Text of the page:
Sometimes, the crises that can do the greatest harm to your company and its image are not the unknown and unexpected threats you can’t anticipate, but the “smoldering” issues that have long existed and that your team may be well aware of.
This is the subject Deborah Hileman, SCMP, and President and CEO of the Institute for Crisis Management addressed with a packed room of attendees at the Richmond PRSA May Luncheon: #MeToo and Other Smoldering Crisis – How Bad Behavior Impacts Companies. Hileman is a crisis communications expert who has seen firsthand the damage that’s caused when long-existing scandals within an organization finally bubble to the surface. Her advice? Identify the issue and stop it in its tracks, long before it has the chance to ruin your company.
The #MeToo movement exposed quite a few C-level executives who had used their corporate power inappropriately and tried to get away with sexual harassment and predatory behavior toward members of their team, usually those in positions beneath theirs. Across all industries, many times over, we would hear the same story: the behavior would go on for years, they would victimize dozens of people, and all of it would be an open secret within the company. Now, even companies who have taken appropriate action against such executives have found it to be too little, too late to save their brands. Legal battles go on for years, and financial struggles continue even longer.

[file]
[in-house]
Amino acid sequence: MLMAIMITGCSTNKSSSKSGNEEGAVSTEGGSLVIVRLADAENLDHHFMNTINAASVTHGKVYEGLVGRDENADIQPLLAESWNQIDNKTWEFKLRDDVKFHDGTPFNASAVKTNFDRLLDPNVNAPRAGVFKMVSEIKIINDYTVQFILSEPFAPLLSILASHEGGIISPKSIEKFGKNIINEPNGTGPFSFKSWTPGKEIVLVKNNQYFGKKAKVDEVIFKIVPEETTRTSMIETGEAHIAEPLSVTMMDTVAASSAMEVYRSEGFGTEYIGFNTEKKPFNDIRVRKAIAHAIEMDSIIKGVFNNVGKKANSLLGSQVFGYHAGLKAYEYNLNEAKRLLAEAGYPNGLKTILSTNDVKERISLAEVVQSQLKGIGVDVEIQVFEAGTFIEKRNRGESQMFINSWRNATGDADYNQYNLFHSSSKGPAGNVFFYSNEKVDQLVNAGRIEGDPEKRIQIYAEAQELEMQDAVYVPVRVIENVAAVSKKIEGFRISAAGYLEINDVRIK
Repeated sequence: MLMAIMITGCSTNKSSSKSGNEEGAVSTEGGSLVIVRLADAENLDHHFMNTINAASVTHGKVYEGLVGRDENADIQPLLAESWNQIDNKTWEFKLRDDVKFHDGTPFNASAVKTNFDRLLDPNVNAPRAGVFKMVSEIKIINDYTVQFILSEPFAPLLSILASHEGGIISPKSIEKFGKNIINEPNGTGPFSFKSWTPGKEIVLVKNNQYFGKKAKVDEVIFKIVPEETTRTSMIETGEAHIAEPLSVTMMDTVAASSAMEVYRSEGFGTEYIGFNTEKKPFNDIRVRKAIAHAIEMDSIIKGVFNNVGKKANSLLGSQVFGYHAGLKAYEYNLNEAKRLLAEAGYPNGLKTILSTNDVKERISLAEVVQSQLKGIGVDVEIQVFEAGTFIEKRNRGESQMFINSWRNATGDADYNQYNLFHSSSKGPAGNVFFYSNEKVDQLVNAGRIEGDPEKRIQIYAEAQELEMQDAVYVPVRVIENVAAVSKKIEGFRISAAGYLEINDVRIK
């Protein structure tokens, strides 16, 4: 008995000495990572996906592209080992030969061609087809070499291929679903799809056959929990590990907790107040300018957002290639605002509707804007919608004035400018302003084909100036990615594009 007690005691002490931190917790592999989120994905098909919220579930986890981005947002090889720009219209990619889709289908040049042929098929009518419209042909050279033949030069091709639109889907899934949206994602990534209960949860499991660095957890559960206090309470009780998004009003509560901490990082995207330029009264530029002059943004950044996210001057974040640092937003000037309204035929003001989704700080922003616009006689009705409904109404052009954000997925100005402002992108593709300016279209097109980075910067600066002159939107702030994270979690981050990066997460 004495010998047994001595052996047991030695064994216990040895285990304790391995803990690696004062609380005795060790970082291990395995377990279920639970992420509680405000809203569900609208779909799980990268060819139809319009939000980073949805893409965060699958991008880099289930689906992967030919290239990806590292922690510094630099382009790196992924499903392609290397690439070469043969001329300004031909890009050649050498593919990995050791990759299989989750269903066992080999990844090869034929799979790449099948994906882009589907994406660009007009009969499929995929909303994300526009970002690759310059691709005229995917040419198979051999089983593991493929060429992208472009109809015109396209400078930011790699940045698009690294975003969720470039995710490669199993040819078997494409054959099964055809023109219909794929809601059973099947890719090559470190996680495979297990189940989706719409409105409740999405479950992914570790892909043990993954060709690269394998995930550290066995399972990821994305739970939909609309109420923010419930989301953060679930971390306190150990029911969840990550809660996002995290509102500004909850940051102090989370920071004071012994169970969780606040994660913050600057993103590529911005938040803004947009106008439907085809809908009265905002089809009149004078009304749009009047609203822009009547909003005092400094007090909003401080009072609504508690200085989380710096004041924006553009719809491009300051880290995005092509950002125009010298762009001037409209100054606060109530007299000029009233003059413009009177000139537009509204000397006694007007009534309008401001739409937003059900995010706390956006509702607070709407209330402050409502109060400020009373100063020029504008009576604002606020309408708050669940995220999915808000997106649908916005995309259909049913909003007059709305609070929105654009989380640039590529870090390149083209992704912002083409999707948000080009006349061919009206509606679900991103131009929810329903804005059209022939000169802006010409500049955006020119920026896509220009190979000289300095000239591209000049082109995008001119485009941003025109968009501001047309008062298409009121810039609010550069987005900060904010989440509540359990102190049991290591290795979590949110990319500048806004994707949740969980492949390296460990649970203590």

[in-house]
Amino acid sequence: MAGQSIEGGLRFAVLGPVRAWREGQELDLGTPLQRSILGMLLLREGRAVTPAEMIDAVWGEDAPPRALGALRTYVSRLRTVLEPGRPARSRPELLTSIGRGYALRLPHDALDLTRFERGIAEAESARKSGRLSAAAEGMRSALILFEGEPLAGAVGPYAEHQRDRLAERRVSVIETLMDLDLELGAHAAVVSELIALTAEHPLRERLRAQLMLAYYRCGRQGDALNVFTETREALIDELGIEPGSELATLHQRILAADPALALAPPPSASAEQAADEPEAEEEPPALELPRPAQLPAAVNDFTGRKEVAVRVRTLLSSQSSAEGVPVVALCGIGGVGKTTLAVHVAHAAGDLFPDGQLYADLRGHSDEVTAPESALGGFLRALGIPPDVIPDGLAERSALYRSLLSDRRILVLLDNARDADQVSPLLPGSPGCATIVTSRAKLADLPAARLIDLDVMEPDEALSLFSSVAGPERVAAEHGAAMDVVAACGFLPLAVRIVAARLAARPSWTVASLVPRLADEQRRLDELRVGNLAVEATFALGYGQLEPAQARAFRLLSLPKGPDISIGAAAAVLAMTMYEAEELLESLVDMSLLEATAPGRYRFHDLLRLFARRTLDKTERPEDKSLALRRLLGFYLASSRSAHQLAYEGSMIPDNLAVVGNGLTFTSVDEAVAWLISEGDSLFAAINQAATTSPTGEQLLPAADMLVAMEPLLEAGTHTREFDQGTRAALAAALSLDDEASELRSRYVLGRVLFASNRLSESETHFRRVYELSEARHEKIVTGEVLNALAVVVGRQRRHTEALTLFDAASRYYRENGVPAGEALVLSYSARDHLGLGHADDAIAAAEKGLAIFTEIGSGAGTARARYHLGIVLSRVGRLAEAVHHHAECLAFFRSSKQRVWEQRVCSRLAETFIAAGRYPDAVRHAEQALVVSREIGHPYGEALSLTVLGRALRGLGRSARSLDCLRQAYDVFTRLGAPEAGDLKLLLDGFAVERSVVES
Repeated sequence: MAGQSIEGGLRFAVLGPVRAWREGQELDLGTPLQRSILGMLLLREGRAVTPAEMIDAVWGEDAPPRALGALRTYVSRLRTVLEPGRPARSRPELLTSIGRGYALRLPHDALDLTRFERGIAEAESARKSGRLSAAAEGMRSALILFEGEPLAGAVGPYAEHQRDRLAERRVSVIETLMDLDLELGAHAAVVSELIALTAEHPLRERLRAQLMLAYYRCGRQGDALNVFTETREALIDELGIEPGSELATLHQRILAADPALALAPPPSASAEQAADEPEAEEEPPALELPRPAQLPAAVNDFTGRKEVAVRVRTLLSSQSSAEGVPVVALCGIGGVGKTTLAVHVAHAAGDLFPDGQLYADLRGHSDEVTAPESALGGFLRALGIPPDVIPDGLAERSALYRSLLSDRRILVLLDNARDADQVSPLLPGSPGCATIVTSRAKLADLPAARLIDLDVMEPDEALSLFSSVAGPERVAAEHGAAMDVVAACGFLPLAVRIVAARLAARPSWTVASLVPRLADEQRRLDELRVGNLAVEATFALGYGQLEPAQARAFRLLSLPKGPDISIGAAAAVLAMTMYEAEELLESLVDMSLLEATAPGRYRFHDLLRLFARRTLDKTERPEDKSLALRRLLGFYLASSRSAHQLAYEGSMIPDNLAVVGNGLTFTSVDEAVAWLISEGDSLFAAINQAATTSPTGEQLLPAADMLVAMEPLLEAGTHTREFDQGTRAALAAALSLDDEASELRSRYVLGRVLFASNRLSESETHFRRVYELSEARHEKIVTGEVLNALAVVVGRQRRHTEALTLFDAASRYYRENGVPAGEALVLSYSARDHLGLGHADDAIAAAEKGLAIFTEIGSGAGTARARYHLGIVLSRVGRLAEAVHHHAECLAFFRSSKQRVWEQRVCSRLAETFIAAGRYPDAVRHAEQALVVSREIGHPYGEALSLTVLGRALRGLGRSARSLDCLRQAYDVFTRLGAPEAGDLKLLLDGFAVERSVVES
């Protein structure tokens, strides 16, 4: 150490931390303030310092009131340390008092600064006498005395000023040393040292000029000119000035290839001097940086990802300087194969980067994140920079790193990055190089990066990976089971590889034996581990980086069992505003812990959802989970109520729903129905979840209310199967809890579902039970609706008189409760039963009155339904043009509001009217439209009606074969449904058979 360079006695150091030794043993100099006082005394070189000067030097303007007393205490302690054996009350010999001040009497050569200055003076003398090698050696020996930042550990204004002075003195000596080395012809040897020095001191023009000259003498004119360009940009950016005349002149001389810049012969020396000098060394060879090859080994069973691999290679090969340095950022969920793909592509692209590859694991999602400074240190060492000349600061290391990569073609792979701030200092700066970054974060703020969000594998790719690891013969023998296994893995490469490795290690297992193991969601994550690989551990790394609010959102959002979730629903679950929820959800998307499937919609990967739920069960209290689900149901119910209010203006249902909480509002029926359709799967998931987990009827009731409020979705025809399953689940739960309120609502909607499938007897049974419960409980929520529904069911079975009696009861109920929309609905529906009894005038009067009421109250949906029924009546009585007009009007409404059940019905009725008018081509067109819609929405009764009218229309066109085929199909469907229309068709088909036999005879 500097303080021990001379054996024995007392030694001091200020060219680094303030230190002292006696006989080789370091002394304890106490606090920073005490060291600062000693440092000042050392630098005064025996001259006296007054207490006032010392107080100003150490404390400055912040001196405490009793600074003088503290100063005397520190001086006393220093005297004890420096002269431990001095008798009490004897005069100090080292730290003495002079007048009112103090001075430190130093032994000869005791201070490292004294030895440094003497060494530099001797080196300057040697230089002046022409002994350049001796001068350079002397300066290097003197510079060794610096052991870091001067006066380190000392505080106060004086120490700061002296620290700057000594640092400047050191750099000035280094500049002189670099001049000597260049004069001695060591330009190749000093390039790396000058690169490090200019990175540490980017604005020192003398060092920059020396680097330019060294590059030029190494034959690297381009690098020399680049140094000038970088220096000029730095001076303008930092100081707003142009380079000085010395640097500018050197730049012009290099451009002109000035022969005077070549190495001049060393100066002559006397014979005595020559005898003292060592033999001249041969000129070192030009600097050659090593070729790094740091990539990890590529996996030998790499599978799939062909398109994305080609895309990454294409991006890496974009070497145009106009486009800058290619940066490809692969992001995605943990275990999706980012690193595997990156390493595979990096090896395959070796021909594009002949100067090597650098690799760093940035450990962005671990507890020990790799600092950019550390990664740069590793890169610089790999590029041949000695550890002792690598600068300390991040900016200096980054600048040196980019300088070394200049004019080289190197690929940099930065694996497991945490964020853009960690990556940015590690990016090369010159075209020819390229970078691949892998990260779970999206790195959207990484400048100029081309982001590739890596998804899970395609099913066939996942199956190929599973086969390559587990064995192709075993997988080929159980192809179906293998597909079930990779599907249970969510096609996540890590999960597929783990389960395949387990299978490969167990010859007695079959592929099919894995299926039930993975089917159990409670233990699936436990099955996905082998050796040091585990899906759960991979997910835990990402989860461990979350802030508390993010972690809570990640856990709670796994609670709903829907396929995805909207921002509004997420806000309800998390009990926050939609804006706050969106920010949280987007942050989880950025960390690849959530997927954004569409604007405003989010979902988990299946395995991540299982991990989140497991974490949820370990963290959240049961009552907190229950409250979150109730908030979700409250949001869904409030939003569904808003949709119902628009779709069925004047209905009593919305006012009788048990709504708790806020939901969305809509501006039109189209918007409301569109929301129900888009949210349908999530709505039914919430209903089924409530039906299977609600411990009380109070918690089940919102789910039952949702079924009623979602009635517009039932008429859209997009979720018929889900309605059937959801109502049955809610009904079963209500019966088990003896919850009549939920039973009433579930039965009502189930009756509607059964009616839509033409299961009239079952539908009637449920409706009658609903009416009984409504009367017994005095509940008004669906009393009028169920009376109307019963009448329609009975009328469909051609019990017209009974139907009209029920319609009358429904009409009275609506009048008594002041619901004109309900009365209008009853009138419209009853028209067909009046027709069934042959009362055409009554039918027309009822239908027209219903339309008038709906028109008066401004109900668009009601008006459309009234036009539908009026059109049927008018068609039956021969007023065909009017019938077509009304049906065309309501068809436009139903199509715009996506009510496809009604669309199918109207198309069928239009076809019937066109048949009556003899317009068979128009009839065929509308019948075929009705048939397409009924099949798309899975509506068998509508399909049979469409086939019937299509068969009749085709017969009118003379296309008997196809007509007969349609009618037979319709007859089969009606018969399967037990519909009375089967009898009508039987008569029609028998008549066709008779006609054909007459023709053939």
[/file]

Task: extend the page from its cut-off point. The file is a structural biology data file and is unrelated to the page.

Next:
Hileman’s words on the matter invited the audience to consider: is anything like this happening within my organization, or those I represent? Is someone’s poor or predatory behavior being overlooked? If I don’t stop it now, does it stand to get much worse? And most importantly, how do I stop it?
Corporations often have tools already in place to catch these “smoldering” issues, they just need to be put to better use. During regular reviews, executives should prioritize an assessment of company culture and conduct along with job performance. They should also ensure that their human resources department is not only listening to employees’ concerns, but looking into situations that could turn into complaints. They need to have a very clear and enforced code of conduct for their company, so all staff know what appropriate boundaries are and when someone else has crossed them. Finally, they can’t be afraid to have frank conversations about behavior with even the most senior executives. No one wants to see a crisis irreparably damage their company, and they should know if something they’ve turned a blind eye to could be a much bigger threat than they expect.
As PR professionals, it’s our job to manage the public reputations of the organizations we represent, and it isn’t always easy – but it can be made much easier by being proactive and stopping a problem before it becomes a crisis.